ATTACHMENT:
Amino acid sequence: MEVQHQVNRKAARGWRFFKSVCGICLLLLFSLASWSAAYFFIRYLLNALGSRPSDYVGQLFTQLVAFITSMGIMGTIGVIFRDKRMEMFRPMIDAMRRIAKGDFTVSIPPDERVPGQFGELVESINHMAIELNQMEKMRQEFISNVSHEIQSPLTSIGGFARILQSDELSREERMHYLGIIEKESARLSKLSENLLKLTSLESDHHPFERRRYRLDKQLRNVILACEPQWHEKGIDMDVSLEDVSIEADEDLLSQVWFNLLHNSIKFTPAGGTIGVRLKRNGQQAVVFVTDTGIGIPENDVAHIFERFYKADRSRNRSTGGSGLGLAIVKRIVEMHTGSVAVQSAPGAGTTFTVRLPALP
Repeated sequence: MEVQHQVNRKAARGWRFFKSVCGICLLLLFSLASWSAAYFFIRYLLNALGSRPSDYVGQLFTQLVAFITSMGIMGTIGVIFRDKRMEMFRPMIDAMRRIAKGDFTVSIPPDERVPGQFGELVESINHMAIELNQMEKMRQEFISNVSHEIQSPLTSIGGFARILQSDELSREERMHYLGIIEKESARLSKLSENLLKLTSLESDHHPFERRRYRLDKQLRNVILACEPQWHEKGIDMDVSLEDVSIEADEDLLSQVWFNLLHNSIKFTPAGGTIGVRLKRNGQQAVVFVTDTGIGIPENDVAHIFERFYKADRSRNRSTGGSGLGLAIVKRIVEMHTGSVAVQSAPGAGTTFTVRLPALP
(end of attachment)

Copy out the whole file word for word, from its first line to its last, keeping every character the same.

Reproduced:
Amino acid sequence: MEVQHQVNRKAARGWRFFKSVCGICLLLLFSLASWSAAYFFIRYLLNALGSRPSDYVGQLFTQLVAFITSMGIMGTIGVIFRDKRMEMFRPMIDAMRRIAKGDFTVSIPPDERVPGQFGELVESINHMAIELNQMEKMRQEFISNVSHEIQSPLTSIGGFARILQSDELSREERMHYLGIIEKESARLSKLSENLLKLTSLESDHHPFERRRYRLDKQLRNVILACEPQWHEKGIDMDVSLEDVSIEADEDLLSQVWFNLLHNSIKFTPAGGTIGVRLKRNGQQAVVFVTDTGIGIPENDVAHIFERFYKADRSRNRSTGGSGLGLAIVKRIVEMHTGSVAVQSAPGAGTTFTVRLPALP
Repeated sequence: MEVQHQVNRKAARGWRFFKSVCGICLLLLFSLASWSAAYFFIRYLLNALGSRPSDYVGQLFTQLVAFITSMGIMGTIGVIFRDKRMEMFRPMIDAMRRIAKGDFTVSIPPDERVPGQFGELVESINHMAIELNQMEKMRQEFISNVSHEIQSPLTSIGGFARILQSDELSREERMHYLGIIEKESARLSKLSENLLKLTSLESDHHPFERRRYRLDKQLRNVILACEPQWHEKGIDMDVSLEDVSIEADEDLLSQVWFNLLHNSIKFTPAGGTIGVRLKRNGQQAVVFVTDTGIGIPENDVAHIFERFYKADRSRNRSTGGSGLGLAIVKRIVEMHTGSVAVQSAPGAGTTFTVRLPALP